The Bible is to be read intelligently, attentively, and prayerfully with total dependence upon the Holy Spirit for understanding. Because the Spirit speaks personally to the believer the word from history is also contemporary. The past illuminates the present because the salvific promises and deeds recorded in Scripture are repeated in fresh ways in every generation, addressing the needs, crises, and cries of the people of God. They are paradigmatic of the continuous involvement of God in the welfare of those who trust in him. God’s ongoing acts of mercy, not necessarily identical to foregoing instances of deliverance, are indicative of his faithfulness and commitment to his own. They create confidence and expectancy. They are the vital themes of our conversations with God and give shape and orthodoxy to our requests. Our talks with and petitions to the Lord arise from Scripture as we match it to our circumstances and desires, and our growing knowledge of Scripture acquaints us with the usage of the language of heaven. The Bible trains the mind to think in God’s terms. The volume of unchangeable truth becomes the flexible medium of communication with God as Scripture is adapted to spiritual maturity and a realization of the possibilities open to us. What God has done for others he may do for us. We negotiate, argue, advance his God-given grounds for prayers of faith, and patiently await the outworking of his sovereign will, for he invites us “to reason together”. With perceptions he may also grant promptings and influences that open us to his “present” word of grace and guidance. Over-rigid rules of interpretation are set aside. The Bible is not a static word, a mere text book communicating cerebral knowledge alone, but a message he breathes into us as a friend beside us, as a witness inside us.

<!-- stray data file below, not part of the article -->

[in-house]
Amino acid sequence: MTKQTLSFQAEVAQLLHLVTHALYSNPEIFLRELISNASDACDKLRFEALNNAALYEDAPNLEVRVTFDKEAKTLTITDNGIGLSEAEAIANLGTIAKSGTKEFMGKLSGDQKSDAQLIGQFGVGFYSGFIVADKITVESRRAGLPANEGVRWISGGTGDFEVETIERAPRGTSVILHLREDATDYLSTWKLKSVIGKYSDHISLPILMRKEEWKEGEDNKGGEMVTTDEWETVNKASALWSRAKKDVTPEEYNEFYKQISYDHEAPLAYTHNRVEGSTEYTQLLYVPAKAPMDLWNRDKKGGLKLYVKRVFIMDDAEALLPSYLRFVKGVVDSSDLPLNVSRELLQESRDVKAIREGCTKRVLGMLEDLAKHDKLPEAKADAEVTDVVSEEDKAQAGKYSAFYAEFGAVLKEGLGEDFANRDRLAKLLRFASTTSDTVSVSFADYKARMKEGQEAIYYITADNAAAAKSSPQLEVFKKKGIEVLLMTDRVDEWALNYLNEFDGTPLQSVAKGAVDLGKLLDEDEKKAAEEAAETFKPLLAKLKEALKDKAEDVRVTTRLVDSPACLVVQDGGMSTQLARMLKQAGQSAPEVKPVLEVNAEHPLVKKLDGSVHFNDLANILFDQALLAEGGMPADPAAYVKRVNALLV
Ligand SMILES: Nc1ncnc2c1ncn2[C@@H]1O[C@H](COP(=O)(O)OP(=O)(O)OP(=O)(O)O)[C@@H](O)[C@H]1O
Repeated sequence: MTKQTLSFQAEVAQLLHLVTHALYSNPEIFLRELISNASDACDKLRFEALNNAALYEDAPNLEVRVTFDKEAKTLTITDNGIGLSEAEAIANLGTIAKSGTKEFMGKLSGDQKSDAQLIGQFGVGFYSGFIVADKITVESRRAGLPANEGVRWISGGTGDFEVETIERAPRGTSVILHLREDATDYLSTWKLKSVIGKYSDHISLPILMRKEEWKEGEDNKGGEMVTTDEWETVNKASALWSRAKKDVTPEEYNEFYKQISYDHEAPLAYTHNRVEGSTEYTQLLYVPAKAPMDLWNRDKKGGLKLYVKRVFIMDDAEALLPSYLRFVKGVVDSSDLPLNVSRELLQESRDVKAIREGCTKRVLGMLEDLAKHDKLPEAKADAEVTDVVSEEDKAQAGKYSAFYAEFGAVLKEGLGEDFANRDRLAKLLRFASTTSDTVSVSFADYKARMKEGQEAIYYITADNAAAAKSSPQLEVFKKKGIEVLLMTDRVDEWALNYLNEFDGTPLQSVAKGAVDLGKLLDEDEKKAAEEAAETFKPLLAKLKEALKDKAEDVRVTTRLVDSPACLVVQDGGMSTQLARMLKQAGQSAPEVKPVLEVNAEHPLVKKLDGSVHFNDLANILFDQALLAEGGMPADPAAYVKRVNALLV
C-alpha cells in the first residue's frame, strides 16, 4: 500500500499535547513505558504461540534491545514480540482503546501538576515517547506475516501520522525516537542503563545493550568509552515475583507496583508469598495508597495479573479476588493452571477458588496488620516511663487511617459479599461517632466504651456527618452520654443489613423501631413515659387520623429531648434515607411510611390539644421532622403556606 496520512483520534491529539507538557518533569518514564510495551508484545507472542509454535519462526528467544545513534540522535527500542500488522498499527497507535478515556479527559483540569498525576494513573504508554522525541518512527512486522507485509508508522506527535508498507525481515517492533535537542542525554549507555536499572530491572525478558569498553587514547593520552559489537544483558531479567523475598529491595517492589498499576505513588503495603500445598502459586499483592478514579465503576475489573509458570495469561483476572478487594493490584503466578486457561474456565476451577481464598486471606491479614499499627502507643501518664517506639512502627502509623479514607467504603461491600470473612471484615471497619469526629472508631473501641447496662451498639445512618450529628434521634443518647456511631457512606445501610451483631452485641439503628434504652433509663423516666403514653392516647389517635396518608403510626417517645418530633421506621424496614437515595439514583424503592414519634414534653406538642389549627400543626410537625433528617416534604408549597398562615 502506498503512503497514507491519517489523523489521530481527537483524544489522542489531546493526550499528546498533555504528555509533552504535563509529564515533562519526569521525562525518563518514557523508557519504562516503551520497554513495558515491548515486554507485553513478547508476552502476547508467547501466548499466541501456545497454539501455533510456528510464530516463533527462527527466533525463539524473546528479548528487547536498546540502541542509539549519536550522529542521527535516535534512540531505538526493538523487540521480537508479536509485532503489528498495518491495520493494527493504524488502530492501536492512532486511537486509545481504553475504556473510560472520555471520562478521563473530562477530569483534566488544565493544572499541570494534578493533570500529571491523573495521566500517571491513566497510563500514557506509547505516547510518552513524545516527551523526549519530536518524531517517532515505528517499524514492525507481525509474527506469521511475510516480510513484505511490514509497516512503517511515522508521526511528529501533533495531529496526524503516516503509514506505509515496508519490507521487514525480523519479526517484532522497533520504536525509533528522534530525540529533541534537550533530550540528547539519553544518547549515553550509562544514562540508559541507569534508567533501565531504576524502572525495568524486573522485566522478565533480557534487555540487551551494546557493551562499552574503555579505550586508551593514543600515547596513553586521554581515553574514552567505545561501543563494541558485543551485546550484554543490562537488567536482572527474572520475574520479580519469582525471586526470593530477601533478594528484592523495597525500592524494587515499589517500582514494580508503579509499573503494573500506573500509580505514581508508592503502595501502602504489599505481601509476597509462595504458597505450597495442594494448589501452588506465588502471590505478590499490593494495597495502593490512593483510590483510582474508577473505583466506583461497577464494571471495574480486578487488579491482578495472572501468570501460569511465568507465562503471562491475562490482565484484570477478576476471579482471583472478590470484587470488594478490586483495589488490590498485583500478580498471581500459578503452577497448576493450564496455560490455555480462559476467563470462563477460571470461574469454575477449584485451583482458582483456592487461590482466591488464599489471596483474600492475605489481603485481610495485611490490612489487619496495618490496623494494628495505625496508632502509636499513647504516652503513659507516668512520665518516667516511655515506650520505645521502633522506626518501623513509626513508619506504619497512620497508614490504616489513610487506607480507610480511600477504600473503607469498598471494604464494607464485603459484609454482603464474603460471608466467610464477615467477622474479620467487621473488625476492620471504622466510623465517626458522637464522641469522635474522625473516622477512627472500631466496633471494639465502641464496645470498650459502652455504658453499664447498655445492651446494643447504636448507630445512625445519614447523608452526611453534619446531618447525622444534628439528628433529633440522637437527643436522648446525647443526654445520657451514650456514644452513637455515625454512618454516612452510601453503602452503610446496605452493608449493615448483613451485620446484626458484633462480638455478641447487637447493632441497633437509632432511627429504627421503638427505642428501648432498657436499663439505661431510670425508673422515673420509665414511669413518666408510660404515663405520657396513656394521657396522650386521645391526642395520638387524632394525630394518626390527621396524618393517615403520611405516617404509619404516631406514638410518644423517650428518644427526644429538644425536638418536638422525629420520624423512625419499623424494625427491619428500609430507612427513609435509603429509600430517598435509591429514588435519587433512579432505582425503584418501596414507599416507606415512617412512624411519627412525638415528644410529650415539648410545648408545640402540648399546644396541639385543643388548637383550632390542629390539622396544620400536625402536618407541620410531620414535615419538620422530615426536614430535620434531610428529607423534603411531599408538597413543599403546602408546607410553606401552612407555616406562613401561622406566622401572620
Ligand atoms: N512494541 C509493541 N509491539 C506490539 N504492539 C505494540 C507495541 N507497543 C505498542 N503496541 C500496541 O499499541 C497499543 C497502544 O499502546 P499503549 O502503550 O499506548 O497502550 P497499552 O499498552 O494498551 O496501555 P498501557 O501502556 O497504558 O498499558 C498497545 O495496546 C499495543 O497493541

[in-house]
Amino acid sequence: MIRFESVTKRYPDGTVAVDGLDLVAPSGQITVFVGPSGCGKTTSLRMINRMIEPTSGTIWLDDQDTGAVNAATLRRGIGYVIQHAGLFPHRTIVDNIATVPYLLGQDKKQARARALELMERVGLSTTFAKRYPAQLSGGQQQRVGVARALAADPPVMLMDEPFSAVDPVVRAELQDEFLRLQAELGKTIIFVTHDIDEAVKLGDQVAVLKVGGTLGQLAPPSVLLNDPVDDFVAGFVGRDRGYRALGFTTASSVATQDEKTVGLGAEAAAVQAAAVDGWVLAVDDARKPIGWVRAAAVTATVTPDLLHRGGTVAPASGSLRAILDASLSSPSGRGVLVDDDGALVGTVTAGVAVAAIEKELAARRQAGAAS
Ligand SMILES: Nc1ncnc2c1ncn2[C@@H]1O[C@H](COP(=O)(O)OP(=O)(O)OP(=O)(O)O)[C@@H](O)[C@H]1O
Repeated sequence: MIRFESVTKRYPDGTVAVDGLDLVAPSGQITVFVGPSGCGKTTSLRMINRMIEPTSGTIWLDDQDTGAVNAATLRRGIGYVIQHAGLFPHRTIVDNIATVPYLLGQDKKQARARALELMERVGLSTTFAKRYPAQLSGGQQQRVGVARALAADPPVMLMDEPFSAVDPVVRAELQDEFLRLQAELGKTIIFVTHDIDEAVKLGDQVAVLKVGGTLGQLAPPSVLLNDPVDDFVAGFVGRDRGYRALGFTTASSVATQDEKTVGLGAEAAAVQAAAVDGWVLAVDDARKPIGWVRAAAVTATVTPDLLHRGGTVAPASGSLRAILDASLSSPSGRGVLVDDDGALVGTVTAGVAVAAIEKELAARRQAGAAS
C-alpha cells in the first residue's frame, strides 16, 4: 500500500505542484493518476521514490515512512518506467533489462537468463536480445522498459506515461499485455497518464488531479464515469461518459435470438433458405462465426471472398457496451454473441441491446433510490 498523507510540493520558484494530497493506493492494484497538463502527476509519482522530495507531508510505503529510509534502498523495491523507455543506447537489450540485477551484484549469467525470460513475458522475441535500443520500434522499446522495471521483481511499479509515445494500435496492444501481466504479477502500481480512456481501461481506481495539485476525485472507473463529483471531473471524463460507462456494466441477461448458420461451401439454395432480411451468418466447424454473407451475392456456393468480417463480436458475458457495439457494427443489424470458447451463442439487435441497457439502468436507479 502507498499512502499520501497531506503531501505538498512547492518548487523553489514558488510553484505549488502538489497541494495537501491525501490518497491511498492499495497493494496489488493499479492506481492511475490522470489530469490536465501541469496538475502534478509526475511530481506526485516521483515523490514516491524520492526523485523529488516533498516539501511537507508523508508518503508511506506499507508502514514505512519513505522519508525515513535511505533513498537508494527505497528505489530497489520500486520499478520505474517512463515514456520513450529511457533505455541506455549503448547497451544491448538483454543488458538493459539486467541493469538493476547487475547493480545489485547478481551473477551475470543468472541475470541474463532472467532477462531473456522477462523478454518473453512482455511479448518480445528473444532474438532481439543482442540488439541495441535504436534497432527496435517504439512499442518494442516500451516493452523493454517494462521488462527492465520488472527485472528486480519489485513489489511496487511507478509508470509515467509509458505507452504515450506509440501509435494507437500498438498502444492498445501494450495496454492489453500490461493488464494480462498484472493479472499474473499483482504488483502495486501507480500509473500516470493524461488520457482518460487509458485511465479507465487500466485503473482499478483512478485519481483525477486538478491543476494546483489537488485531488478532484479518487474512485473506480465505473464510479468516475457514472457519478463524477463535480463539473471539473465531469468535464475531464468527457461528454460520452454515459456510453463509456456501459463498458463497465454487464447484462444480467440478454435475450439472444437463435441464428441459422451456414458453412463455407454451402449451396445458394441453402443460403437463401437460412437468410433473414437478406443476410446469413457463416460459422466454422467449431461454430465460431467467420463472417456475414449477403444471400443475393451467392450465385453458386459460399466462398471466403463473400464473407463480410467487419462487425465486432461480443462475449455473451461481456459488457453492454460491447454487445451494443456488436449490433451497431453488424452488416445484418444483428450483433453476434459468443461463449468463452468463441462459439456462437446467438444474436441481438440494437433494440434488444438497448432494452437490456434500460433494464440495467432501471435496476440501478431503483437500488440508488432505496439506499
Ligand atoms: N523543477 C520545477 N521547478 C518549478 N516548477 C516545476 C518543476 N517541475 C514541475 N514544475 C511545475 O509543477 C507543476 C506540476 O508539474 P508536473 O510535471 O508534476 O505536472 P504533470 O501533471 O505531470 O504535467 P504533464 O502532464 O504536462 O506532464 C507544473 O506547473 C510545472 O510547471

Some of the freshness of the divine word has been stultified by the rigidity of the artificial rules of Biblical science, more commonly known as Biblical Criticism. Academic aids to the understanding of the Bible are very useful and corrective of harmful subjectivity. We have to pay heed as much as possible to historical context, cultural background, and issues or provenance. We need to be aware of literary genres within the sacred text whilst always acknowledging that the overriding purpose of Scripture is to awaken us to our lost condition in sin, and to acquaint us with the Saviour. But Biblical science is of two kinds according to two approaches – reverent or rebellious – and there is a variety of Biblical scholarship that is disbelieving, unwarrantably subjective, and dangerous. It advances a mood of scepticism that pious and thorough Biblical investigation renders indefensible. It usually crops up as a challenging new discovery but proves to be recycled error refuted over and over again by the faithful theologians and teachers of the church dating back to the Fathers who successfully dealt with so called “modern” questions and difficulties in their own time. Whilst much contemporary study deals with the origin, authorship, and character of “units” of Scripture, the Spirit (Author of Scripture) gives us liberty to sweep over, and plumb, the depths of the entirety of God’s revelation relating the parts of Scripture to the overall whole in accord with the intent of the ultimate Mind who composed it. Because God is effecting a plan that is consistent and which culminates in Christ Jesus there is a measure of allegory (spiritual application once outlawed) permitted, avoiding excess, that sweetens the word with intimations of Jesus and his saving activity, and this brings his touch to the individual soul in its personal devotions. Jesus whispers his love to the reader with pertinency, as well as proclaiming the facts of his compassionate assignment on our behalf. The trip-wires in Bible study that ought to sound an alarm to us are scepticism and superstition. The unbelief that isolates us from God and which diminishes his greatness and goodness, and repudiates the truth of his revelation, will fatally wound the soul. The superstition that recites the Scripture mantra-like as if it were a magical charm or always confirmatory of personal impulse and volition is a selfish domination of the word that closes access to its true meaning and holy power. The Bible affords deliverance from self, its rebellion, egotism, and illusions. The Bible comforts and corrects. We do not depart from the inspired word, its sensible meaning, and the word is to dwell in us richly.